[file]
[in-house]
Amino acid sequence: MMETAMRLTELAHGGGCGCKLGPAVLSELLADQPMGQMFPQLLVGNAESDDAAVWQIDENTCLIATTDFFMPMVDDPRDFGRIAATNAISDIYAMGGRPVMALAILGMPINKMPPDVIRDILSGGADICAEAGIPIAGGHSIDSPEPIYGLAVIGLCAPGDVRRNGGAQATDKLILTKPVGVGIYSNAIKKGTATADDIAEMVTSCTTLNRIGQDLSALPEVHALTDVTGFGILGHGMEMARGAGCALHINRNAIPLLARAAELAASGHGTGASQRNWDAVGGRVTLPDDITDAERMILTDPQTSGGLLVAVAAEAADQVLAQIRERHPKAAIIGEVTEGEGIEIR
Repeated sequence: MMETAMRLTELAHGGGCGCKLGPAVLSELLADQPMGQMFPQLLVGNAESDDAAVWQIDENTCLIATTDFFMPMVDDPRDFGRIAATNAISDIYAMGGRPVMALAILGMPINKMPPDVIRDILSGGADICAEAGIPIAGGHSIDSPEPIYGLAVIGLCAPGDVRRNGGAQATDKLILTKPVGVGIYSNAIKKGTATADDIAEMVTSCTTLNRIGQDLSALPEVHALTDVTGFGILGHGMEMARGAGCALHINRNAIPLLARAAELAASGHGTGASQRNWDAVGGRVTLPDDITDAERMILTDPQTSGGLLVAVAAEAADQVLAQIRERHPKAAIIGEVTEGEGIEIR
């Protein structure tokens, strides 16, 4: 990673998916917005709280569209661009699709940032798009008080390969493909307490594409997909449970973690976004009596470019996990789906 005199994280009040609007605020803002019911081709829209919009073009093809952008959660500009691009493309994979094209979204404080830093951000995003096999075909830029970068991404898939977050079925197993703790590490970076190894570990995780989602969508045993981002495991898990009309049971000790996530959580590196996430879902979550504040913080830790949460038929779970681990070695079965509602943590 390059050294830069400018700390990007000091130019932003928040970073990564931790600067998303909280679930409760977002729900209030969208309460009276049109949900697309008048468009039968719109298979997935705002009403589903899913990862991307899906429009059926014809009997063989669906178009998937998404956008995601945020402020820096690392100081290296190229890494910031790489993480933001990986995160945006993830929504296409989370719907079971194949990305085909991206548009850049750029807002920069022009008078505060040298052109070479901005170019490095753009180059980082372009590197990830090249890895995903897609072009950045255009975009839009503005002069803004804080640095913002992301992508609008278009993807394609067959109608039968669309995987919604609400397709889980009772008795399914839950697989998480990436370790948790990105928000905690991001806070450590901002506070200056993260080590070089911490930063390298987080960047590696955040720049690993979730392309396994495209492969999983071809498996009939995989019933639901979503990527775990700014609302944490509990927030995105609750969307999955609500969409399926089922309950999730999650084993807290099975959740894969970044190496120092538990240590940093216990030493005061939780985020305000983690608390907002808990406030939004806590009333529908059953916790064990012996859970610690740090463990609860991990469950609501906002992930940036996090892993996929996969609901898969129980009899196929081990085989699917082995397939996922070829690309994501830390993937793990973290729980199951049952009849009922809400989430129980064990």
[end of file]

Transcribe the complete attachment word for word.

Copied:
[in-house]
Amino acid sequence: MMETAMRLTELAHGGGCGCKLGPAVLSELLADQPMGQMFPQLLVGNAESDDAAVWQIDENTCLIATTDFFMPMVDDPRDFGRIAATNAISDIYAMGGRPVMALAILGMPINKMPPDVIRDILSGGADICAEAGIPIAGGHSIDSPEPIYGLAVIGLCAPGDVRRNGGAQATDKLILTKPVGVGIYSNAIKKGTATADDIAEMVTSCTTLNRIGQDLSALPEVHALTDVTGFGILGHGMEMARGAGCALHINRNAIPLLARAAELAASGHGTGASQRNWDAVGGRVTLPDDITDAERMILTDPQTSGGLLVAVAAEAADQVLAQIRERHPKAAIIGEVTEGEGIEIR
Repeated sequence: MMETAMRLTELAHGGGCGCKLGPAVLSELLADQPMGQMFPQLLVGNAESDDAAVWQIDENTCLIATTDFFMPMVDDPRDFGRIAATNAISDIYAMGGRPVMALAILGMPINKMPPDVIRDILSGGADICAEAGIPIAGGHSIDSPEPIYGLAVIGLCAPGDVRRNGGAQATDKLILTKPVGVGIYSNAIKKGTATADDIAEMVTSCTTLNRIGQDLSALPEVHALTDVTGFGILGHGMEMARGAGCALHINRNAIPLLARAAELAASGHGTGASQRNWDAVGGRVTLPDDITDAERMILTDPQTSGGLLVAVAAEAADQVLAQIRERHPKAAIIGEVTEGEGIEIR
């Protein structure tokens, strides 16, 4: 990673998916917005709280569209661009699709940032798009008080390969493909307490594409997909449970973690976004009596470019996990789906 005199994280009040609007605020803002019911081709829209919009073009093809952008959660500009691009493309994979094209979204404080830093951000995003096999075909830029970068991404898939977050079925197993703790590490970076190894570990995780989602969508045993981002495991898990009309049971000790996530959580590196996430879902979550504040913080830790949460038929779970681990070695079965509602943590 390059050294830069400018700390990007000091130019932003928040970073990564931790600067998303909280679930409760977002729900209030969208309460009276049109949900697309008048468009039968719109298979997935705002009403589903899913990862991307899906429009059926014809009997063989669906178009998937998404956008995601945020402020820096690392100081290296190229890494910031790489993480933001990986995160945006993830929504296409989370719907079971194949990305085909991206548009850049750029807002920069022009008078505060040298052109070479901005170019490095753009180059980082372009590197990830090249890895995903897609072009950045255009975009839009503005002069803004804080640095913002992301992508609008278009993807394609067959109608039968669309995987919604609400397709889980009772008795399914839950697989998480990436370790948790990105928000905690991001806070450590901002506070200056993260080590070089911490930063390298987080960047590696955040720049690993979730392309396994495209492969999983071809498996009939995989019933639901979503990527775990700014609302944490509990927030995105609750969307999955609500969409399926089922309950999730999650084993807290099975959740894969970044190496120092538990240590940093216990030493005061939780985020305000983690608390907002808990406030939004806590009333529908059953916790064990012996859970610690740090463990609860991990469950609501906002992930940036996090892993996929996969609901898969129980009899196929081990085989699917082995397939996922070829690309994501830390993937793990973290729980199951049952009849009922809400989430129980064990």